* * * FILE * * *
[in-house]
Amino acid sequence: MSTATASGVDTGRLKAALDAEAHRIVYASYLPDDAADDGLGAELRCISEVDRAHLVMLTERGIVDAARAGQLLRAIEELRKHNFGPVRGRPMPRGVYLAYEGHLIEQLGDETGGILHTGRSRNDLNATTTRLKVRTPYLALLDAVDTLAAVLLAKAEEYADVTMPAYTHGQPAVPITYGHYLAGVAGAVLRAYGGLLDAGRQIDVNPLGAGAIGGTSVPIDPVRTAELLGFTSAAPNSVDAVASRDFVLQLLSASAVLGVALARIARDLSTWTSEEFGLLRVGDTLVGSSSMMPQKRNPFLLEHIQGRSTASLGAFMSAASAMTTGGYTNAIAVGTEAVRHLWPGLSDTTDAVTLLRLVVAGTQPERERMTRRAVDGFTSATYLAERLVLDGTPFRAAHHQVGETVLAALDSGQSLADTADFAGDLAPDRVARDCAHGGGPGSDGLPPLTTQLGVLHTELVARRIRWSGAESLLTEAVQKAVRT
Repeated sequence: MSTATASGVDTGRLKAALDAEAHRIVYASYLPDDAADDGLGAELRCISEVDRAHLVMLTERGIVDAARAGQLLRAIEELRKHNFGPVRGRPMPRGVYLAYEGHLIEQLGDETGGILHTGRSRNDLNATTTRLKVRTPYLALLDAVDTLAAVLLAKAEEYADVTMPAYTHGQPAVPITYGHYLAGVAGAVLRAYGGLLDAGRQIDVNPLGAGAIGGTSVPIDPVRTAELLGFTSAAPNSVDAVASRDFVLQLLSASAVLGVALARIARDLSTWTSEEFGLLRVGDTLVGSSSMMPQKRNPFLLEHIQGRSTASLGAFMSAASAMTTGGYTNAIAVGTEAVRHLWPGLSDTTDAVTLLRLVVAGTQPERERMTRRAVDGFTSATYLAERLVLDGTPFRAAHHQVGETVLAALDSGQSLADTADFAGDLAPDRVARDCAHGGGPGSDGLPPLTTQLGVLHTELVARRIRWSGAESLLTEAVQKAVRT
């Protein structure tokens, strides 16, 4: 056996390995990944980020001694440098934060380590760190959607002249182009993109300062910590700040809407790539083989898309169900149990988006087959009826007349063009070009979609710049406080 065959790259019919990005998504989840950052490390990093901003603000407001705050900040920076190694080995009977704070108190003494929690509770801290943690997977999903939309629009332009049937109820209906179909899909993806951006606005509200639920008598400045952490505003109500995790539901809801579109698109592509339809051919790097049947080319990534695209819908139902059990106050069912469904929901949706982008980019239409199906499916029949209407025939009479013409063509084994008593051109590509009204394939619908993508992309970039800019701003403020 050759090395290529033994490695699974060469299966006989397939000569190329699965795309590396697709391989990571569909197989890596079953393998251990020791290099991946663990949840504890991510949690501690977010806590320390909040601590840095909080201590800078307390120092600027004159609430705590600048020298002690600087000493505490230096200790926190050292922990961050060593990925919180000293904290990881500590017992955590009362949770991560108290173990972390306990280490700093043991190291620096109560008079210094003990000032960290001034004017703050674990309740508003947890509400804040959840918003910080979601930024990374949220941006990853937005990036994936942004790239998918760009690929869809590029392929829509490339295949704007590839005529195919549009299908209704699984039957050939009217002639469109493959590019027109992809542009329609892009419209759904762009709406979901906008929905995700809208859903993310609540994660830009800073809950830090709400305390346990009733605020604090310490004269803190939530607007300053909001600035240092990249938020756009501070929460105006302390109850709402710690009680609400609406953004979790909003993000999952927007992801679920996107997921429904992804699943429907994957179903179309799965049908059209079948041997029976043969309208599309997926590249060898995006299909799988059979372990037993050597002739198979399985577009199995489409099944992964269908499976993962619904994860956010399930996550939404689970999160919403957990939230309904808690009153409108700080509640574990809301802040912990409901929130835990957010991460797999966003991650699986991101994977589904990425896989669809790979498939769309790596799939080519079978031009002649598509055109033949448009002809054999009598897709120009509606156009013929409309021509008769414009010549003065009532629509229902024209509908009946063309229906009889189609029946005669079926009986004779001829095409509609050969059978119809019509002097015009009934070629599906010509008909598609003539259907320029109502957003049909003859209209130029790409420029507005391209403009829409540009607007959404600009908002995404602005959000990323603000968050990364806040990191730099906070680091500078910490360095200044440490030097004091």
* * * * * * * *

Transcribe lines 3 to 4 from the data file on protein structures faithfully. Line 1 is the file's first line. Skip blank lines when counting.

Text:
Repeated sequence: MSTATASGVDTGRLKAALDAEAHRIVYASYLPDDAADDGLGAELRCISEVDRAHLVMLTERGIVDAARAGQLLRAIEELRKHNFGPVRGRPMPRGVYLAYEGHLIEQLGDETGGILHTGRSRNDLNATTTRLKVRTPYLALLDAVDTLAAVLLAKAEEYADVTMPAYTHGQPAVPITYGHYLAGVAGAVLRAYGGLLDAGRQIDVNPLGAGAIGGTSVPIDPVRTAELLGFTSAAPNSVDAVASRDFVLQLLSASAVLGVALARIARDLSTWTSEEFGLLRVGDTLVGSSSMMPQKRNPFLLEHIQGRSTASLGAFMSAASAMTTGGYTNAIAVGTEAVRHLWPGLSDTTDAVTLLRLVVAGTQPERERMTRRAVDGFTSATYLAERLVLDGTPFRAAHHQVGETVLAALDSGQSLADTADFAGDLAPDRVARDCAHGGGPGSDGLPPLTTQLGVLHTELVARRIRWSGAESLLTEAVQKAVRT
């Protein structure tokens, strides 16, 4: 056996390995990944980020001694440098934060380590760190959607002249182009993109300062910590700040809407790539083989898309169900149990988006087959009826007349063009070009979609710049406080 065959790259019919990005998504989840950052490390990093901003603000407001705050900040920076190694080995009977704070108190003494929690509770801290943690997977999903939309629009332009049937109820209906179909899909993806951006606005509200639920008598400045952490505003109500995790539901809801579109698109592509339809051919790097049947080319990534695209819908139902059990106050069912469904929901949706982008980019239409199906499916029949209407025939009479013409063509084994008593051109590509009204394939619908993508992309970039800019701003403020 050759090395290529033994490695699974060469299966006989397939000569190329699965795309590396697709391989990571569909197989890596079953393998251990020791290099991946663990949840504890991510949690501690977010806590320390909040601590840095909080201590800078307390120092600027004159609430705590600048020298002690600087000493505490230096200790926190050292922990961050060593990925919180000293904290990881500590017992955590009362949770991560108290173990972390306990280490700093043991190291620096109560008079210094003990000032960290001034004017703050674990309740508003947890509400804040959840918003910080979601930024990374949220941006990853937005990036994936942004790239998918760009690929869809590029392929829509490339295949704007590839005529195919549009299908209704699984039957050939009217002639469109493959590019027109992809542009329609892009419209759904762009709406979901906008929905995700809208859903993310609540994660830009800073809950830090709400305390346990009733605020604090310490004269803190939530607007300053909001600035240092990249938020756009501070929460105006302390109850709402710690009680609400609406953004979790909003993000999952927007992801679920996107997921429904992804699943429907994957179903179309799965049908059209079948041997029976043969309208599309997926590249060898995006299909799988059979372990037993050597002739198979399985577009199995489409099944992964269908499976993962619904994860956010399930996550939404689970999160919403957990939230309904808690009153409108700080509640574990809301802040912990409901929130835990957010991460797999966003991650699986991101994977589904990425896989669809790979498939769309790596799939080519079978031009002649598509055109033949448009002809054999009598897709120009509606156009013929409309021509008769414009010549003065009532629509229902024209509908009946063309229906009889189609029946005669079926009986004779001829095409509609050969059978119809019509002097015009009934070629599906010509008909598609003539259907320029109502957003049909003859209209130029790409420029507005391209403009829409540009607007959404600009908002995404602005959000990323603000968050990364806040990191730099906070680091500078910490360095200044440490030097004091």